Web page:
Studies of fractures and joint injury in racehorses have underlined a factor that is true also for sport horses (and human athletes); that an orthopedic injury seldom develops from one day to another, even if the rider or trainer does not observe the first subtle signs. So what is called “acute” has, in fact, in many cases taken days, weeks or even months, coming. One exception, when injuries can really be called “acute” is, of course, accidents such as a kick or a fall.

One aspect of equine orthopedic injury is that the sport horse of today is almost too physically talented for his own good. Modern sport horse breeding has developed horses with a natural, inborn ability to jump big fences or to trot with spectacular action. Riders can then become easily tempted to demand too much performance too soon, especially from a young horse. The young sport horses of today have the genetic potential to perform at a high level, but if the body is not allowed a build-up period, to adapt to the physical demands in training and competition, the risk of injury will be imminent.

You can compare a talented young horse with buying a computer with a great number of gigabytes. The horse also has a high built-in capacity, but before the body is ready for specific training or competition it first needs various “programs” installed. Such updates take no more than a few hours in a computer, but months and years in the body of a horse.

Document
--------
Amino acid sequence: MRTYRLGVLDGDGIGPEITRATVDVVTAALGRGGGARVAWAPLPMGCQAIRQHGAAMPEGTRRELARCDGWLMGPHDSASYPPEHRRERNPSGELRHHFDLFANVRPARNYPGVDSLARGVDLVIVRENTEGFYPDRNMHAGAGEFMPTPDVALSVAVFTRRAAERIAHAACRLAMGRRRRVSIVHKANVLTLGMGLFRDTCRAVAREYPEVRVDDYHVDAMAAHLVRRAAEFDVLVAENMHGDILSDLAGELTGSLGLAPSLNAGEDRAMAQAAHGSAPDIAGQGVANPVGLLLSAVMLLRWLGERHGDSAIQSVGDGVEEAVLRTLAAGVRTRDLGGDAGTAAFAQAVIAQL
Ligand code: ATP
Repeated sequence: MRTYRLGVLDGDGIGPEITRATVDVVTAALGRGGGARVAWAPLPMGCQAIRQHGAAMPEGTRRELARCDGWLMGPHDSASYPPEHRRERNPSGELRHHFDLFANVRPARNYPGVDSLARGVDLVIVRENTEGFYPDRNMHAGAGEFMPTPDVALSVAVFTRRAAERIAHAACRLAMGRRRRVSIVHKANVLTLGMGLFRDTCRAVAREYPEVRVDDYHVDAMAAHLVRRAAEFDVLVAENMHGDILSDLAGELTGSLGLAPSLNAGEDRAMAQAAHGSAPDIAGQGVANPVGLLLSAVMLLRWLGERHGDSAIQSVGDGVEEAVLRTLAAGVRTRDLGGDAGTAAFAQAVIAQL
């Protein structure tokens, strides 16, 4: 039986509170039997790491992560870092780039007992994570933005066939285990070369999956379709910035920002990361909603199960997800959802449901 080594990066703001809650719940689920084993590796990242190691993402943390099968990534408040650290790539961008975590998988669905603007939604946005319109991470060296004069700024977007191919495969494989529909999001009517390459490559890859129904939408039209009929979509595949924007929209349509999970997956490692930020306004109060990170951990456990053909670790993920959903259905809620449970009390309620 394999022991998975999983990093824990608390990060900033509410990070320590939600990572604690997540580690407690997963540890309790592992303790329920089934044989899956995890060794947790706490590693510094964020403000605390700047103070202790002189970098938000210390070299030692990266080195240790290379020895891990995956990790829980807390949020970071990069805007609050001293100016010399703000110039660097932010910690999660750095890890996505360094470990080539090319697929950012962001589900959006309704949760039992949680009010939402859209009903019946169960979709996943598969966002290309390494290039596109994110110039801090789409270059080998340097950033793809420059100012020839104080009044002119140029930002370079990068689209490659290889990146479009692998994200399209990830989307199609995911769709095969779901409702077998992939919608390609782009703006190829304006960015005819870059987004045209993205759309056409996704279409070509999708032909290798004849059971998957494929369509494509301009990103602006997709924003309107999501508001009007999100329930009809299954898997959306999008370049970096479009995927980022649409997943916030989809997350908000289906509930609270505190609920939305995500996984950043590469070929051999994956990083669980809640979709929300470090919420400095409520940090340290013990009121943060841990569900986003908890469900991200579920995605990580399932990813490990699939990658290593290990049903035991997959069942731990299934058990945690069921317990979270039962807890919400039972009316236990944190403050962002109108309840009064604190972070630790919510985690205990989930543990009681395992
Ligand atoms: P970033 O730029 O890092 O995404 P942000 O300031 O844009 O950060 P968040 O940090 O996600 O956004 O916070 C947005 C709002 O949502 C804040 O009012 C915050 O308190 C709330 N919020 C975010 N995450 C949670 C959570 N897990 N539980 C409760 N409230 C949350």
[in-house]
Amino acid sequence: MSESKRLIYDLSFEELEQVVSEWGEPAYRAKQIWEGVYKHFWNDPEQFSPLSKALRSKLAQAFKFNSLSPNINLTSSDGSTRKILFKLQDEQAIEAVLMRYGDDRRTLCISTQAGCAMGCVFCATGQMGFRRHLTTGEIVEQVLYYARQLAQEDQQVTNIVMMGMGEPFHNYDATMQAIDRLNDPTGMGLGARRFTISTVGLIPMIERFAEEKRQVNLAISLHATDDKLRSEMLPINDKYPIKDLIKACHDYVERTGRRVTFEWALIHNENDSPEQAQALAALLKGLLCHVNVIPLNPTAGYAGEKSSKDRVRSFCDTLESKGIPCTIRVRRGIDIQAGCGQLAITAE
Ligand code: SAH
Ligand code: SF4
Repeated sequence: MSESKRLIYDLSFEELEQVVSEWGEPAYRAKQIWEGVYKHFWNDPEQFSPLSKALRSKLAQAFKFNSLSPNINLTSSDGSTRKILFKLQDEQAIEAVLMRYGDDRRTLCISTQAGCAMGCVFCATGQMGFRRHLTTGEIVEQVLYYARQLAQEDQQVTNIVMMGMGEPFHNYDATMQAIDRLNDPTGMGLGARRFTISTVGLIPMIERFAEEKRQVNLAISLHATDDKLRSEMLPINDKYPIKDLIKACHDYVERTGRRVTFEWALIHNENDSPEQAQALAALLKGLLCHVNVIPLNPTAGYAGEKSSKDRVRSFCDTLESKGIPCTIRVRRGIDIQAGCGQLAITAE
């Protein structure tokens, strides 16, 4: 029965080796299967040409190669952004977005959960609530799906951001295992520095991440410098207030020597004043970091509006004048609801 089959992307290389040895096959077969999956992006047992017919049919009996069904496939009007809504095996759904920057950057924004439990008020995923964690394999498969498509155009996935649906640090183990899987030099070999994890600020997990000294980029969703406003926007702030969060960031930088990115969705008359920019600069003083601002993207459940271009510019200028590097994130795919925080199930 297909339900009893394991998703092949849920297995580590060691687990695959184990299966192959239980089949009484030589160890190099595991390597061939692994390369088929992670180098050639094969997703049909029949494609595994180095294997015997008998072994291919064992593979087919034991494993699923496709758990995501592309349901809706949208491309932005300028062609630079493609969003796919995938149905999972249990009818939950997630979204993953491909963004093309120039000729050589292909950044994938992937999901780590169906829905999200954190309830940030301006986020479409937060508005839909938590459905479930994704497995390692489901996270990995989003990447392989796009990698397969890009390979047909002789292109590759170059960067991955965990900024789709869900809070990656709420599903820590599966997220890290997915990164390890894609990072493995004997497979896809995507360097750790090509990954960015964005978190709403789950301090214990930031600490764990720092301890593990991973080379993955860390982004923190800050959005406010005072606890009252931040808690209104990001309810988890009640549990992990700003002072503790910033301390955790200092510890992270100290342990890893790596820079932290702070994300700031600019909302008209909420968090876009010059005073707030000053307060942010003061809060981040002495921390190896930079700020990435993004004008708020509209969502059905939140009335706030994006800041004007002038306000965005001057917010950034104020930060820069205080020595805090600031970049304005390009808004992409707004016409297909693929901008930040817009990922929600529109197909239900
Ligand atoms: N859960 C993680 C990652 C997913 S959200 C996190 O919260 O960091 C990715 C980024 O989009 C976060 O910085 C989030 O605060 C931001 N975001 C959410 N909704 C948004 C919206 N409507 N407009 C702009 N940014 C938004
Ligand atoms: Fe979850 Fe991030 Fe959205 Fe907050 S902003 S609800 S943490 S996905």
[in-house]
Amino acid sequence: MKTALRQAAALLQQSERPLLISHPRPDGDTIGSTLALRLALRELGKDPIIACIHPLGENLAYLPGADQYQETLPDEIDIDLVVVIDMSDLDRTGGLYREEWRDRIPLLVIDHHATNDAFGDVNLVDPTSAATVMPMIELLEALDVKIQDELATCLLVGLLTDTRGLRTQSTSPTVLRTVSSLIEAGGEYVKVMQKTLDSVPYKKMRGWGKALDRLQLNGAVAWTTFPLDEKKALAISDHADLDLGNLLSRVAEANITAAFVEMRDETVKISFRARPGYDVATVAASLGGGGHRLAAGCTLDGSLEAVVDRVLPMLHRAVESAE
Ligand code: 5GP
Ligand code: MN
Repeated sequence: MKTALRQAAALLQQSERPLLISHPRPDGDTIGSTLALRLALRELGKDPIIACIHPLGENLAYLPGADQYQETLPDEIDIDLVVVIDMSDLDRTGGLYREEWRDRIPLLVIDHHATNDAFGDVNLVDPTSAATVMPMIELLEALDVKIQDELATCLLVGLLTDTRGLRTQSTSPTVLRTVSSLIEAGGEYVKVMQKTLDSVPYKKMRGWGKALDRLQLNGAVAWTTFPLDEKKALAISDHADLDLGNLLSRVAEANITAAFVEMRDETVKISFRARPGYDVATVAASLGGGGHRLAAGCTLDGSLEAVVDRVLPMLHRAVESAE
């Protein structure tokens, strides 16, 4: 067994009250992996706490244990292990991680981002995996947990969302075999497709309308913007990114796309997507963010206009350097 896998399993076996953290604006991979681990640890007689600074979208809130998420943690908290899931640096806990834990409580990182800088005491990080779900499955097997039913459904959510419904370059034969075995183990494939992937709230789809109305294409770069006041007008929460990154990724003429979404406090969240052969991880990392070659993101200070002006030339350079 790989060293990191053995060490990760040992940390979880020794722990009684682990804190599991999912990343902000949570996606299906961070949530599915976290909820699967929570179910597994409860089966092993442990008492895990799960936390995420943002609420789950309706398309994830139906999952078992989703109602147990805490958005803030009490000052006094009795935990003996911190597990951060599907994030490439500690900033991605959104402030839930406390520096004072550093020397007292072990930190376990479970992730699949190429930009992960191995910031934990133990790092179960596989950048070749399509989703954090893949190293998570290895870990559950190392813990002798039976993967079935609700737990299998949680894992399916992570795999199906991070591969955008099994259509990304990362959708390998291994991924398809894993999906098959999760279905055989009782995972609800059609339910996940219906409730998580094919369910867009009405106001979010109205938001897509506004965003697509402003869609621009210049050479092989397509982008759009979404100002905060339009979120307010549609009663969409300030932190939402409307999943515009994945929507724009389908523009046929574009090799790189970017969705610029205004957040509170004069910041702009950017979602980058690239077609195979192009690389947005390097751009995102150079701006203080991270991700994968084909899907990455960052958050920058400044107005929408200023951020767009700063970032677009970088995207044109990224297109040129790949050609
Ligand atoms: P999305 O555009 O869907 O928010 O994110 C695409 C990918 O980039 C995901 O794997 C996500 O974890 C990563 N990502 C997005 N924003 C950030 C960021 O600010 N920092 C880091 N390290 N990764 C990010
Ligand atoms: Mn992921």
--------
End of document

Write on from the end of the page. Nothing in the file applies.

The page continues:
If you then decide to change what is expected of the horse, including at what level, the “programs” need updating, to adjust to the new use. In other words the horse’s body needs a re-installation period. While fitness training can quickly give the horse increased heart-lung capacity, the musculoskeletal system with bone, tendons, ligaments and joints, needs longer in order to adapt to increased work demands. This process needs to be done step by step. To repeat; ignoring or minimizing that can increase injury risk. It is the same for an athlete or recreational runner. A person can be born with great talent for handling a ball or running, but were he expected to play several matches in a row, or run a marathon without the prior preparation of a conditioning period, injury would be very likely.

In Sport Horse Soundness and Performance, author Dr. Cecilia Lönnell provides guidelines for nurturing a happy, healthy equine athlete.

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